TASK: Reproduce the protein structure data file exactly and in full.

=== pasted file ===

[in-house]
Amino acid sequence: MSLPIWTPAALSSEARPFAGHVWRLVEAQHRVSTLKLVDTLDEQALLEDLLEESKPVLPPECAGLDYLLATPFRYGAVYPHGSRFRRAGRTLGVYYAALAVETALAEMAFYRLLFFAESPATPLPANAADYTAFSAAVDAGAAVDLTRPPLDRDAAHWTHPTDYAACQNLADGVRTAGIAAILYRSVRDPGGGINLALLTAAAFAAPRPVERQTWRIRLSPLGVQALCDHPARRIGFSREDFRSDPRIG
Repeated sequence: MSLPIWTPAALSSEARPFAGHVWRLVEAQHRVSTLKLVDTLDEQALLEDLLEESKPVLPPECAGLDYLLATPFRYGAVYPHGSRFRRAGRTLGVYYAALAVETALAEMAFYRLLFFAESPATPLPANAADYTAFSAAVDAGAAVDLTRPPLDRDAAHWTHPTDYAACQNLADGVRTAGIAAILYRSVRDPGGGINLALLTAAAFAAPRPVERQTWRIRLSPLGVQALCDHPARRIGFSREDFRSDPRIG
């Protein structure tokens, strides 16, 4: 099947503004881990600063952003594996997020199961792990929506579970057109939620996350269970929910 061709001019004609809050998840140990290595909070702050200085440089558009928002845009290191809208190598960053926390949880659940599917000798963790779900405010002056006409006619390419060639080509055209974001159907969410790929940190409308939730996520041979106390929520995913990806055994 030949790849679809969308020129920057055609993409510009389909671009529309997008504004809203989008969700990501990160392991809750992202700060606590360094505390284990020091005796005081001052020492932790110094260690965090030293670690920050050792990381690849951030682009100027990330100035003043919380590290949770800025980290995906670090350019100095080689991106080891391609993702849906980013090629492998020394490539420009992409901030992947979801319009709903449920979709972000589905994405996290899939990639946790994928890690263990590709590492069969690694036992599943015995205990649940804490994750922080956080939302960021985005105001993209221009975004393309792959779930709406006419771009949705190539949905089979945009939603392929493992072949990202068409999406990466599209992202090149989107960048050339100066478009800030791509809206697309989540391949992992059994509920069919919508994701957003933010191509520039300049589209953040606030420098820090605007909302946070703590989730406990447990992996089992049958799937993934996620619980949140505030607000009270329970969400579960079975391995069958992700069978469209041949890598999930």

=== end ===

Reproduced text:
[in-house]
Amino acid sequence: MSLPIWTPAALSSEARPFAGHVWRLVEAQHRVSTLKLVDTLDEQALLEDLLEESKPVLPPECAGLDYLLATPFRYGAVYPHGSRFRRAGRTLGVYYAALAVETALAEMAFYRLLFFAESPATPLPANAADYTAFSAAVDAGAAVDLTRPPLDRDAAHWTHPTDYAACQNLADGVRTAGIAAILYRSVRDPGGGINLALLTAAAFAAPRPVERQTWRIRLSPLGVQALCDHPARRIGFSREDFRSDPRIG
Repeated sequence: MSLPIWTPAALSSEARPFAGHVWRLVEAQHRVSTLKLVDTLDEQALLEDLLEESKPVLPPECAGLDYLLATPFRYGAVYPHGSRFRRAGRTLGVYYAALAVETALAEMAFYRLLFFAESPATPLPANAADYTAFSAAVDAGAAVDLTRPPLDRDAAHWTHPTDYAACQNLADGVRTAGIAAILYRSVRDPGGGINLALLTAAAFAAPRPVERQTWRIRLSPLGVQALCDHPARRIGFSREDFRSDPRIG
């Protein structure tokens, strides 16, 4: 099947503004881990600063952003594996997020199961792990929506579970057109939620996350269970929910 061709001019004609809050998840140990290595909070702050200085440089558009928002845009290191809208190598960053926390949880659940599917000798963790779900405010002056006409006619390419060639080509055209974001159907969410790929940190409308939730996520041979106390929520995913990806055994 030949790849679809969308020129920057055609993409510009389909671009529309997008504004809203989008969700990501990160392991809750992202700060606590360094505390284990020091005796005081001052020492932790110094260690965090030293670690920050050792990381690849951030682009100027990330100035003043919380590290949770800025980290995906670090350019100095080689991106080891391609993702849906980013090629492998020394490539420009992409901030992947979801319009709903449920979709972000589905994405996290899939990639946790994928890690263990590709590492069969690694036992599943015995205990649940804490994750922080956080939302960021985005105001993209221009975004393309792959779930709406006419771009949705190539949905089979945009939603392929493992072949990202068409999406990466599209992202090149989107960048050339100066478009800030791509809206697309989540391949992992059994509920069919919508994701957003933010191509520039300049589209953040606030420098820090605007909302946070703590989730406990447990992996089992049958799937993934996620619980949140505030607000009270329970969400579960079975391995069958992700069978469209041949890598999930």